Award Rejection and Petition to Vacate Arbitration Award Are Not “Action” Filing Equivalents.
We have posted in the past on the importance of observing formalities when it comes to rejecting a nonbinding award in an attorney-client arbitration under the Mandatory Fee Arbitration Act (MFAA). Well, here is another unpublished decision that tells attorneys, when they lose, to strictly adhere to the rules. Or, put more forcefully, make sure you have a collection action already on file or file it within 30 days of the nonbinding arbitration award.
In Avetisyan v. Gordon, Case No. D057916 (4th Dist., Div. 1 Sept. 30, 2011) (unpublished), attorney and client arbitrated a fee/costs dispute under MFAA via the nonbinding track with respect to attorney’s client handling of an immigration matter for client. Client won a nonbinding award of $7,600 plus a $375 arbitration filing fee against attorney, who filed a rejection of the award and later moved to vacate the arbitration award within the 30 day deadline from the transmittal of the award. However, attorney did not file a court action in connection with the award. Mistake.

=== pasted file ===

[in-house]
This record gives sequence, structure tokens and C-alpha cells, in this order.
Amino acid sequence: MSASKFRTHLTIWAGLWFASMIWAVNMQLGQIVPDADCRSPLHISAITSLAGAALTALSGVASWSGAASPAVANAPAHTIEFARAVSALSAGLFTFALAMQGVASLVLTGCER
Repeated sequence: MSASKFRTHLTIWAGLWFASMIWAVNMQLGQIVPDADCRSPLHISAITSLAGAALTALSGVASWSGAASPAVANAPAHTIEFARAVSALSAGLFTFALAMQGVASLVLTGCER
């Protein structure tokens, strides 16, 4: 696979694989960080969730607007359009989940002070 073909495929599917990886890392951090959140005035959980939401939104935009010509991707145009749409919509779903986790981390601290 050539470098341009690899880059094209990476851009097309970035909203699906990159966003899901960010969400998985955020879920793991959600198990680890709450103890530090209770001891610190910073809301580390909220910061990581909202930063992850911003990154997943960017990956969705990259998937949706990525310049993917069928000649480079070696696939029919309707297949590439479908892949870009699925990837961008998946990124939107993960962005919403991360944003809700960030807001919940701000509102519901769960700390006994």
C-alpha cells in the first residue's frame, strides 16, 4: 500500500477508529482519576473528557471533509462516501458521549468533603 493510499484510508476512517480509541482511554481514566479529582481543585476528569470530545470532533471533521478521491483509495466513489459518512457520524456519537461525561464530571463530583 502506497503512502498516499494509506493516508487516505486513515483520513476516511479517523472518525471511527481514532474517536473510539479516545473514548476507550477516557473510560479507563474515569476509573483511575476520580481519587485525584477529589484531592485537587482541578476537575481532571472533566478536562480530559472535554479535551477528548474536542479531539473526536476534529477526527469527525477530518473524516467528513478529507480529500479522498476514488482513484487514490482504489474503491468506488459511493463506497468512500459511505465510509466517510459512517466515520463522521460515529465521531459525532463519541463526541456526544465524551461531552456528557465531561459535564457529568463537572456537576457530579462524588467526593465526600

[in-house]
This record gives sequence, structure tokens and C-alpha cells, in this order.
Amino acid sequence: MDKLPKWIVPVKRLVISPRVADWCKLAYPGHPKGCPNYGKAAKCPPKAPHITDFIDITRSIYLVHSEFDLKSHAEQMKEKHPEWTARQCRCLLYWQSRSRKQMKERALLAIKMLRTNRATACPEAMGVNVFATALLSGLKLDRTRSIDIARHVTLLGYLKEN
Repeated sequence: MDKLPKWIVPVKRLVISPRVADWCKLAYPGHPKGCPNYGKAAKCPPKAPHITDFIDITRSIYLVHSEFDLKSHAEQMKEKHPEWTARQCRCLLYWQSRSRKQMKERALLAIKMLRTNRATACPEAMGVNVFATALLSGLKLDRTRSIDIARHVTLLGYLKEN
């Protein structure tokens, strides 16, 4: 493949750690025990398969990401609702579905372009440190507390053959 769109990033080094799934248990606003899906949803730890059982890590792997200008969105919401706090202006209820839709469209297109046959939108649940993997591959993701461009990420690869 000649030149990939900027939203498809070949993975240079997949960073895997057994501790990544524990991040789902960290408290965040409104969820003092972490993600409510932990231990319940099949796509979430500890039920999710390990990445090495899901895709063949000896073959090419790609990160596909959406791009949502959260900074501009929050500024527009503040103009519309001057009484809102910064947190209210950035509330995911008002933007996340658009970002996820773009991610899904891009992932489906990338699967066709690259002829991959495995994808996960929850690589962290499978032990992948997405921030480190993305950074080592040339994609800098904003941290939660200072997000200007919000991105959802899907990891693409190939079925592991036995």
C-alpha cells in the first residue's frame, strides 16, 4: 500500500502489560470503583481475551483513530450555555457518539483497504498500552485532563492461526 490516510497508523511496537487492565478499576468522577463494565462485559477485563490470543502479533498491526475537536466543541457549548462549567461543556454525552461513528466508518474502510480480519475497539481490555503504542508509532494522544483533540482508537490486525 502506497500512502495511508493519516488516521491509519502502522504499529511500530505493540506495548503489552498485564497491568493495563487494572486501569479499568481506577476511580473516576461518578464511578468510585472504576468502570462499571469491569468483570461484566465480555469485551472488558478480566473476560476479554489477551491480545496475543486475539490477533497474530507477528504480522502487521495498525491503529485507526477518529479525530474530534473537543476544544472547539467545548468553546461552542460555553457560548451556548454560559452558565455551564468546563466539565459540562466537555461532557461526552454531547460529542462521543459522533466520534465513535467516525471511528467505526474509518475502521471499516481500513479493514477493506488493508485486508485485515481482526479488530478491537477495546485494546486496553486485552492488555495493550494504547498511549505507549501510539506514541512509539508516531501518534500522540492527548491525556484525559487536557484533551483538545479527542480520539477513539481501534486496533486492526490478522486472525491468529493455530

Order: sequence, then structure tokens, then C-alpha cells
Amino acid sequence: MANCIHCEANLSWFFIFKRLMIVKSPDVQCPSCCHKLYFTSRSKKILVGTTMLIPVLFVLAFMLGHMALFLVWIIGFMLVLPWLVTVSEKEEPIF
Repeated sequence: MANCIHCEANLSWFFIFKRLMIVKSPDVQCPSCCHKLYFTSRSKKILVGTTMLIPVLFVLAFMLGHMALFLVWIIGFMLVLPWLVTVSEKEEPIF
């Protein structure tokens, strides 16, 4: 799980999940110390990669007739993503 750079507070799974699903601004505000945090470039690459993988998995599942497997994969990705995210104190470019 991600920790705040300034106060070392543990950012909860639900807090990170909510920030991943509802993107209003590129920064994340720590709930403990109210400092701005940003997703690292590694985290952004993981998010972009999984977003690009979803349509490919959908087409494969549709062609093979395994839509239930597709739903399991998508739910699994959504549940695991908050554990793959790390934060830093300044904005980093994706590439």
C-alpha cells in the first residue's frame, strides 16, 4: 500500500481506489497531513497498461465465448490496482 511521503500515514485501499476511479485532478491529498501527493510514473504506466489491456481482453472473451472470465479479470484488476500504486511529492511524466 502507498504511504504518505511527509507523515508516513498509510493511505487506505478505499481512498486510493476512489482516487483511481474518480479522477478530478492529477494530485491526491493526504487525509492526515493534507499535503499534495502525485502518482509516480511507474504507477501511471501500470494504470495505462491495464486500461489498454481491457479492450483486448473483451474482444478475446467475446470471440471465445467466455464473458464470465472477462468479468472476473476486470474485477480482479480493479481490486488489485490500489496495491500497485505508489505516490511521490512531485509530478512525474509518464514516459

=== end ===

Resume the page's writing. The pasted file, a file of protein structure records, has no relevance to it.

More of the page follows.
The lower court granted client’s petition to confirm the award, this time escalating the amount of the judgment to $19,316.70 (after other fees and costs were added).
Not so good for attorney on appeal. The problem here was that attorney failed to file an action to collect fees within 30 days of the arbitration award. Simply filing a rejection of the award or a petition to vacate the award did not suffice. Judgment based on award in client’s favor was affirmed in this one, which has object lessons to teach all attorneys attempting to collect fees (and subject to MFAA arbitration, which usually is the case).